How to read an encoder with Arduino based PLC’s

How to read an encoder with Arduino based PLC’s

In this post it is showed how to count pulses of an encoder with one of Arduino based PLC’s.

The requirements for this example are:

• Encoder
• One of our PLC’s
• 2 resistors of 4k7

In this example we have used an E6B2-C OMRON encoder and an M-Duino 21 I/O’s

How to connect the devices?

The power supply of the E6B2-C OMRON encoder is between 5V to 24V, we used the 7V from the M-Duino to power supply the encoder. The two resistors are connected, as a Pull-up configuration, between the two phases to the 7V of the M-Duino. And the two phases are connected to I0.4 and I0.3. And all the GND are connected to the M-Duino GND.

Once all is connected we can proceed to programming the M-Duino. Remember that the encoder convert revolutions to pulses.

How to read these pulses? How to know the rotate direction?

Every change on the previous value of one phase to actual value of this phase will indicate us that the encoder is rotating. In this example we will compare this two values to know that the encoder is rotating. But to know rotate direction we have to locate the rising edge of the phase A. If there is a rising edge and the value of the phase B is low we know that the rotate direction is forward (CW) ant if the value of phase B is high we know that the rotate direction is going backward (CCW). Next it is showed a signal to get a better understanding of that.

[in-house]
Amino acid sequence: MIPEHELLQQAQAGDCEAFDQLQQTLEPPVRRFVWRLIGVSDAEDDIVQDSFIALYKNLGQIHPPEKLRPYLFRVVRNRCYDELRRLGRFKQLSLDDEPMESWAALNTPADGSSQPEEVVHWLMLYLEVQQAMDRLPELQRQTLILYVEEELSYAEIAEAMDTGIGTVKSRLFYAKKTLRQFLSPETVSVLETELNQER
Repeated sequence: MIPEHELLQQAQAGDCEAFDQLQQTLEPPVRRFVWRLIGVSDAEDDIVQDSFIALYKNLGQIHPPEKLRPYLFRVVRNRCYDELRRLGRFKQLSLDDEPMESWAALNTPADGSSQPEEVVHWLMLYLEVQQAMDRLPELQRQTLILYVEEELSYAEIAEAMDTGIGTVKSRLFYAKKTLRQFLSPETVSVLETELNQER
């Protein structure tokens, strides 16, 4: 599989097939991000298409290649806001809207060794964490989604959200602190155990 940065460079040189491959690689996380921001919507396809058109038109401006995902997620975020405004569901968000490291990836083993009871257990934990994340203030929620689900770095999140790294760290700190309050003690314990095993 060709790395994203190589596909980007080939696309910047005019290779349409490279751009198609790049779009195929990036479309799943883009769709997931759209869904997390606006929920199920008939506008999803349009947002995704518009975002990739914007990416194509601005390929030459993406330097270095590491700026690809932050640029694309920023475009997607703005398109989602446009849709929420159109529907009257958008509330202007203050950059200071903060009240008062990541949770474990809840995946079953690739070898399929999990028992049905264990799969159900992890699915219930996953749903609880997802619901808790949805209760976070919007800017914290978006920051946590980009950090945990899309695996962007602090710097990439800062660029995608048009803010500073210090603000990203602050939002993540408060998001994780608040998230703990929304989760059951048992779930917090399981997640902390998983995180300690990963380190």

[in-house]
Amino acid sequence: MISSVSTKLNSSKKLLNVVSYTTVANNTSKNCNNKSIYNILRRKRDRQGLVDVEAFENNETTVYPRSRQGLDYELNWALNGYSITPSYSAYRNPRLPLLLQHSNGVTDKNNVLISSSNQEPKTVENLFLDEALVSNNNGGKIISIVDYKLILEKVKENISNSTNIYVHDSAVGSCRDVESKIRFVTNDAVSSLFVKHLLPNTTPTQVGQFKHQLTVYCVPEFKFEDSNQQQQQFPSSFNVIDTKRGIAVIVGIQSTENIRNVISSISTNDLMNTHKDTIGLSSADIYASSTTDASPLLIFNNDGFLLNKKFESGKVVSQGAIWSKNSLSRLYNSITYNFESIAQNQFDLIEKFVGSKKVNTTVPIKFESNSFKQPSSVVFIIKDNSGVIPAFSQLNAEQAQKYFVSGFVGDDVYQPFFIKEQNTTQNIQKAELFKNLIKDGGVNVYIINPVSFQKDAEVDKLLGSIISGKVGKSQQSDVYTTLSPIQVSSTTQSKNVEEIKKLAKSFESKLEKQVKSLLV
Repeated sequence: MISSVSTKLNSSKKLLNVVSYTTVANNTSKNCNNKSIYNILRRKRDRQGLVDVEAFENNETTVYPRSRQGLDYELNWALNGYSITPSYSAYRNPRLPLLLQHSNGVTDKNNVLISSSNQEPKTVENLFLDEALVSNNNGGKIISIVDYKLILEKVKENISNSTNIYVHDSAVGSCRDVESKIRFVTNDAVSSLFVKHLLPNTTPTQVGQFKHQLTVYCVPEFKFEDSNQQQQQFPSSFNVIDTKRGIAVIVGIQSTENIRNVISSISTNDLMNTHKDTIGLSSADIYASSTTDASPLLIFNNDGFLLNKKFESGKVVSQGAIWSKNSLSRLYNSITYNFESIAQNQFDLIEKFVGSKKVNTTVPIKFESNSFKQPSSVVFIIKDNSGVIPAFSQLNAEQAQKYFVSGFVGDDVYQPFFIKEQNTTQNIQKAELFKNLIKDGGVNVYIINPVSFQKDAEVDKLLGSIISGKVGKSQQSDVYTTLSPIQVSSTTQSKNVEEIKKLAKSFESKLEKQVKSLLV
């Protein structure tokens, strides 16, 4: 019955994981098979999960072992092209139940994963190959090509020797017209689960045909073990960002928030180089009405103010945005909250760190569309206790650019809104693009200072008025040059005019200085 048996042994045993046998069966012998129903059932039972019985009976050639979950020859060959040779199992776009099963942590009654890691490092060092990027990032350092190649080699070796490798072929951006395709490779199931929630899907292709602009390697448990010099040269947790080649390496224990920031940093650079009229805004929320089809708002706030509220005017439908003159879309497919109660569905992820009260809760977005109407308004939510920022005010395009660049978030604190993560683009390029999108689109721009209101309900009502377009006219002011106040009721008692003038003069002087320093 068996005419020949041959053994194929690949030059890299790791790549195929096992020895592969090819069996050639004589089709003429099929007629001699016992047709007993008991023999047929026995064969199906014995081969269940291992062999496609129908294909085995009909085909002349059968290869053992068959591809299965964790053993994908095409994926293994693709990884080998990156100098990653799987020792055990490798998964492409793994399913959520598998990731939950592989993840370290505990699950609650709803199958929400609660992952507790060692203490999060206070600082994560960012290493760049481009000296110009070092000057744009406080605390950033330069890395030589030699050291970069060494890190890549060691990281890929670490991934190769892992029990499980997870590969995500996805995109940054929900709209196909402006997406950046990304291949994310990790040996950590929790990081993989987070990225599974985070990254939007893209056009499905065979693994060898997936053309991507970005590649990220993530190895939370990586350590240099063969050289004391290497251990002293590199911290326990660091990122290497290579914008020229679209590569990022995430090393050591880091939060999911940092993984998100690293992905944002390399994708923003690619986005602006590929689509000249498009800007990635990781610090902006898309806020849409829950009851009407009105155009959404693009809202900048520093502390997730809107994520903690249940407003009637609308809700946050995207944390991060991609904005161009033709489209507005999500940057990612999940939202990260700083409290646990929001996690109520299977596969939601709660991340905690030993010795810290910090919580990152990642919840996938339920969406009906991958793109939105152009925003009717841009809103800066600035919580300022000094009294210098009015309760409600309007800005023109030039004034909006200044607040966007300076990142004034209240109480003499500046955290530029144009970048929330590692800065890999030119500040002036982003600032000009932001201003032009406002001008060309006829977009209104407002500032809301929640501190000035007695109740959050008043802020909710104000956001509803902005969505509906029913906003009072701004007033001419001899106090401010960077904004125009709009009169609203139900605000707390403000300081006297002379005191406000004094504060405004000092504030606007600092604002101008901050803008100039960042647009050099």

Once we have are available to count the pulses we need to covert the pulses to an angle to know which position is the encoder to the initial position. The E6B2-C OMRON encoder that is used on this example has a resolution of 500 pulses for revolution. So, it is used the function map() of Arduino to convert the pulses to angle, you have the explanation of this function here

In this example we display the position of the encoder on serial monitor with an angle with respect to the initial position. To display the angle you have to introduce a “p” of print to the serial monitor.

IMPORTANT: remember, the function Serial.print() takes a considerable time to execute, you can lose some pulses while you are printing the values (Aliasing)!

Next it is showed how to convert this to code on Arduino IDE:

```const int phaseB = I0_4;
const int phaseA = I0_3;
int valuePhaseA = 0;
int valuePhaseB = 0;
int prevValuePhaseA = 0;
int prevValuePhaseB = 0;
long pulses = 0;
float Angle = 0;

void setup() {
Serial.begin(9600);
pinMode(phaseA, INPUT); // Configure the I.0 as a INPUTS
pinMode(phaseB, INPUT);
}

void loop() {
valuePhaseA = digitalRead(phaseA); // Reading values from the different phases of the encoder

if (prevValuePhaseA != valuePhaseA) {
if (valuePhaseA == HIGH && prevValuePhaseA == LOW) { // Confirm if there is a rising edge on phase A
if (valuePhaseB == LOW) { //Confirm if we are rotating on CW direction (forward)
pulses++;
}
else { //Confirm if we are turning on CCW direction.
pulses--;
}
}
}

prevValuePhaseA = valuePhaseA;
prevValuePhaseB = valuePhaseB;

if (Serial.available() && Serial.read() == 'p') {
Angle = map(pulses, 0, 500, 0, 360);// Convert pulses to an angle
Serial.print("Angle position:");
Serial.println(Angle);
}
}

```